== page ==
Survey finds low-income children more likely to watch TV than read a book

kids-watching-tv

LatinaLista — A person, no matter how old they are, can count on their fingers to help them add and subtract but there’s no body part that can be used to help someone read. Reading comes from recognizing letters, knowing their sounds and putting it all together to form words and sentences — skills that require the brain. Not exactly something that we can see with our eyes.

Yet, what can be seen, and heard, by those who are just starting the reading process, especially young children, is someone reading a book. While there may be library storytimes and teachers will read a book to their students, there’s no substitute for parents reading bedtime stories — if only they would.

A survey of 1,000 parents by Reading is Fundamental (RIF) found that only 33 percent of parents with children eight years old or younger settle down with their kids and a book on a nightly basis.

It’s not necessarily because the parents are tired from their jobs or that kids are exhausted after a long day but rather because, as 50 percent of the parents reported, it’s because the kids would rather play video games or watch TV.

What these parents and the kids don’t understand is that it’s not the reading the children do in school that will help them with their reading skills but the time they read books out of school.

As the global economy becomes more sophisticated and depends on workers with higher level skills — which will require reading and understanding directions, operational processes and analysis — it’s imperative that all children have high literacy and comprehension rates.

But at this rate, as a nation, we’re not going to get there.

To help raise awareness that the way to improve children’s reading abilities starts at home, RIF and Macy’s have joined forces for their tenth year this summer to sponsor the annual national literacy campaign, Be Book Smart.

Through the campaign, children in underserved communities receive free books and are provided with literacy resources.

From June 21–July 21, 2013, Macy’s customers can give $3 to provide a book for a child and receive a coupon for $10 off* a $50 in-store purchase at any Macy’s nationwide. Macy’s will give 100% of every $3 to RIF.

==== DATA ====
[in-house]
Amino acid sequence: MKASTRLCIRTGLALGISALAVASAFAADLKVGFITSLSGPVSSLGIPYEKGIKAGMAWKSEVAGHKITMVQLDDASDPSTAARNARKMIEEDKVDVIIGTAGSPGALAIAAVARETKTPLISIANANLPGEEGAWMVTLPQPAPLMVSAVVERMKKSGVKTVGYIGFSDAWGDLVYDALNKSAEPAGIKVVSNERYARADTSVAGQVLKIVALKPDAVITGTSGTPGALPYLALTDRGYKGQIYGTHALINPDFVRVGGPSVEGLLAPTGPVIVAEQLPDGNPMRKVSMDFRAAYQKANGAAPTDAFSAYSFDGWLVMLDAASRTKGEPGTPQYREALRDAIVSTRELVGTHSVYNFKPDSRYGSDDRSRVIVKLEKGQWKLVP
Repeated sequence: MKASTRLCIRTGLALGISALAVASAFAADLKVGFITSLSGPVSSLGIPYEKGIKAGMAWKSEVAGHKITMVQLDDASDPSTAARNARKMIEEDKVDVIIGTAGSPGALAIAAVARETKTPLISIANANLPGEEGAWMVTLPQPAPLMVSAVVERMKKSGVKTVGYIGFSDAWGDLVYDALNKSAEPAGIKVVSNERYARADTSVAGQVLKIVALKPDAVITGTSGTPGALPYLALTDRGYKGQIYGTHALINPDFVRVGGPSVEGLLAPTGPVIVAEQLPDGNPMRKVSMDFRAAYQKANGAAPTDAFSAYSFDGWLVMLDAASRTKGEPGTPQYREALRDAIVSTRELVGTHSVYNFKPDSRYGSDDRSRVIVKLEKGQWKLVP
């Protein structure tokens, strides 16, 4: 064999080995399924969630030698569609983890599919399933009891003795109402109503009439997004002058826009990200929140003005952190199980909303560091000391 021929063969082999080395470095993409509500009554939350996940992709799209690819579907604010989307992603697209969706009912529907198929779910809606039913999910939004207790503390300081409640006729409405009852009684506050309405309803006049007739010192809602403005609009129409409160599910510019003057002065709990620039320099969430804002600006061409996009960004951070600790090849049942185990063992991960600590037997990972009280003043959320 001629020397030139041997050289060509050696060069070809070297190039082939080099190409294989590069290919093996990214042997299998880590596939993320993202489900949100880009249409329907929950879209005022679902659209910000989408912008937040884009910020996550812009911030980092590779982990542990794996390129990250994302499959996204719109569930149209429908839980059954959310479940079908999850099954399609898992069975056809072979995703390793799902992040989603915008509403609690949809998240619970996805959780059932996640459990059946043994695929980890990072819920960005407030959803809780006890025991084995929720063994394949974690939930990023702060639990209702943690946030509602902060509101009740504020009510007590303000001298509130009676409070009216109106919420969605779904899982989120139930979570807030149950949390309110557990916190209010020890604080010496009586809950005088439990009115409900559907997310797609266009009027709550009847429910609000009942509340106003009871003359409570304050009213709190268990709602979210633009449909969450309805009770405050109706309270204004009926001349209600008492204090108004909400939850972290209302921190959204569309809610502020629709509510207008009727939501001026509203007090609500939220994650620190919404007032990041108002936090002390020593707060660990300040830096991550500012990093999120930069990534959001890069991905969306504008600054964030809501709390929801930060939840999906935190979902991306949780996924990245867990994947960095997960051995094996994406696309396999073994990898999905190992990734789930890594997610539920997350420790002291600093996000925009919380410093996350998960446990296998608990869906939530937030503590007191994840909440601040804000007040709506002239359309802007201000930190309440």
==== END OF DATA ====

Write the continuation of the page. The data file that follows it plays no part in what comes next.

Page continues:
In addition to half the parents surveyed confessing that books are not their children’s first choice of entertainment, other findings from the survey revealed equally enlightened nuggets:

Findings on the amount of time spent reading:

  • Eighty-seven percent of parents say they currently read bedtime stories with theirchildren.
  • But only one in three parents (33 percent) read bedtime stories daily with their children.
  • Children of families with an annual household income below $35,000 are more likely to watch TV (40 percent) than read books (35 percent).

Findings on printed book use

  • Printed books (76 percent) are the format of choice for most parents of children ageeight and younger.
  • Twice as many children prefer a printed book (20 percent) over an e-book (9 percent),say parents who read both types of books to their children.
  • Less than one in five parents (17 percent) use a combination of printed and e-books.Existing research on literacy shows the importance of starting early:

Existing research on literacy shows the importance of starting early:

  • Children who don’t read well by the end of third grade are four times more likely to dropout of high school than proficient readers, according to a report by the Annie E. CaseyFoundation.
  • Two-thirds of U.S. fourth graders – and more than four-fifths of those from low-incomefamilies – are not reading proficiently, according to the 2011 National Assessment of Educational Progress

Bedtime Stories Infographic

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